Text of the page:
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Merck Receives FDA Approval for Isentress (raltegravir), in Combination with Other Antiretroviral Agents, for the Treatment of HIV-1 Infection in Newborns Weighing at Least 2 kg

KENILWORTH, N.J. November 29, 2017 – Merck (NYSE: MRK), known as MSD outside the United States and Canada, today announced that the U.S. Food and Drug Administration (FDA) has approved Isentress (raltegravir), the company’s integrase inhibitor, for use in combination with other antiretroviral agents, for the treatment of HIV-1 in neonates – newborn patients from birth to four weeks of age – weighing at least 2 kg. The FDA approval for the use of Isentress in the treatment of HIV-1 in neonates is supported by results from an open-label, multicenter clinical study, IMPAACT P1110, evaluating the safety and pharmacokinetics of Isentress for oral suspension in 42 full-term HIV-1 exposed newborns at high risk for acquiring HIV-1 infection from their mothers.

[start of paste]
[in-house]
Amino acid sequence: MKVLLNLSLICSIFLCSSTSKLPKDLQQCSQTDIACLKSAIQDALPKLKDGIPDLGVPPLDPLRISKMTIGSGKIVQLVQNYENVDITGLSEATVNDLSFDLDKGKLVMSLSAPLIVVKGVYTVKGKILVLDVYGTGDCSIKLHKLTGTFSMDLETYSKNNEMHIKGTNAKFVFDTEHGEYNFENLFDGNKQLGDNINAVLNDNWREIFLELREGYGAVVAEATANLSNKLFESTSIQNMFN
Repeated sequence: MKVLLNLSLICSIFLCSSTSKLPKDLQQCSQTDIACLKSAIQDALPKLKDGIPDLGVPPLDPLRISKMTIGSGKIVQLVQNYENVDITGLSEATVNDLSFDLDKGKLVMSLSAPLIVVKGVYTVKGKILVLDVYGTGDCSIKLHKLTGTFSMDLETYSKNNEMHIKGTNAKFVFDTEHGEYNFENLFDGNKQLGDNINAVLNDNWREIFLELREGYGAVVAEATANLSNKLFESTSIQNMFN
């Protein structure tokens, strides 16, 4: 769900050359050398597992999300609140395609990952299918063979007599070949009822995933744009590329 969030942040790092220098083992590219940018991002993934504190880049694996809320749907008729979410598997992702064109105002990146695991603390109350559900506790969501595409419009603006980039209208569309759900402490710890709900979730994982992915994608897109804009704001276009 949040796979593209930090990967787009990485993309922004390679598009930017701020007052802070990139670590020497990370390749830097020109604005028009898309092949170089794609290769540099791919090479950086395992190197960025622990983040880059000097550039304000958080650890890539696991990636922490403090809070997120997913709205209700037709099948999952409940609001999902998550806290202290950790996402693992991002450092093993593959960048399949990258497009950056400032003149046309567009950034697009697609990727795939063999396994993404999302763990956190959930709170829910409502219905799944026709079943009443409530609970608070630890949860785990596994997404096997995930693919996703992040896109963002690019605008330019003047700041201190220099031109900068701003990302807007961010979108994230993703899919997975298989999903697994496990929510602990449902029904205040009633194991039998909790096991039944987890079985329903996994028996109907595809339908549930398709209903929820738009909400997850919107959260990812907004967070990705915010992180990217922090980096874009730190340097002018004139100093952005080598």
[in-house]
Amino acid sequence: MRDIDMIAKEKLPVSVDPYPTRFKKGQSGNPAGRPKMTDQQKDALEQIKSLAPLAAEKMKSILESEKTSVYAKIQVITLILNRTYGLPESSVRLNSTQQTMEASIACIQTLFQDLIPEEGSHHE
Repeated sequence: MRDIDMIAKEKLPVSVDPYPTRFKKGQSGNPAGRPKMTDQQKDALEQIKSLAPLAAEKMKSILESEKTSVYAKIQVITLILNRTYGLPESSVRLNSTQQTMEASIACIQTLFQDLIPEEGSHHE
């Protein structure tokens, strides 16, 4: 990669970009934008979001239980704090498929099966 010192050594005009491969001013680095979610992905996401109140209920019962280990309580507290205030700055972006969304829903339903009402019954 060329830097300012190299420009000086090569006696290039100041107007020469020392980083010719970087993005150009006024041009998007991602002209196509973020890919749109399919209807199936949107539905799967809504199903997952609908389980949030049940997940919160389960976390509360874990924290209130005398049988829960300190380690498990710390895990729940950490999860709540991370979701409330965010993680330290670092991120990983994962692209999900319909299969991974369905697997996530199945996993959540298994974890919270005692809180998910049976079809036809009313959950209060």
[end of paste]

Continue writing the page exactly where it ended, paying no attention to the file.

“Because clinical research on the use of antiretroviral drugs to treat newborns with HIV-1 infection has been limited, few antiretroviral agents are approved for this population,” said Dr. Eliav Barr, senior vice president, global clinical development, infectious diseases and vaccines, Merck Research Laboratories. “With this FDA approval, Isentress becomes the only integrase inhibitor approved in the U.S. for the treatment of HIV-1, in combination with other antiretroviral agents, for neonates weighing at least 2 kg. This achievement underscores Merck’s unwavering commitment to the development of treatment options for HIV-1.”

Isentress does not cure HIV-1 infection or AIDS. Severe, potentially life-threatening and fatal skin reactions have been reported. This includes cases of Stevens-Johnson syndrome, hypersensitivity reaction and toxic epidermal necrolysis. Immediately discontinue treatment with Isentress and other suspect agents if severe hypersensitivity, severe rash, or rash with systemic symptoms or liver aminotransferase elevations develops and monitor clinical status, including liver aminotransferases closely.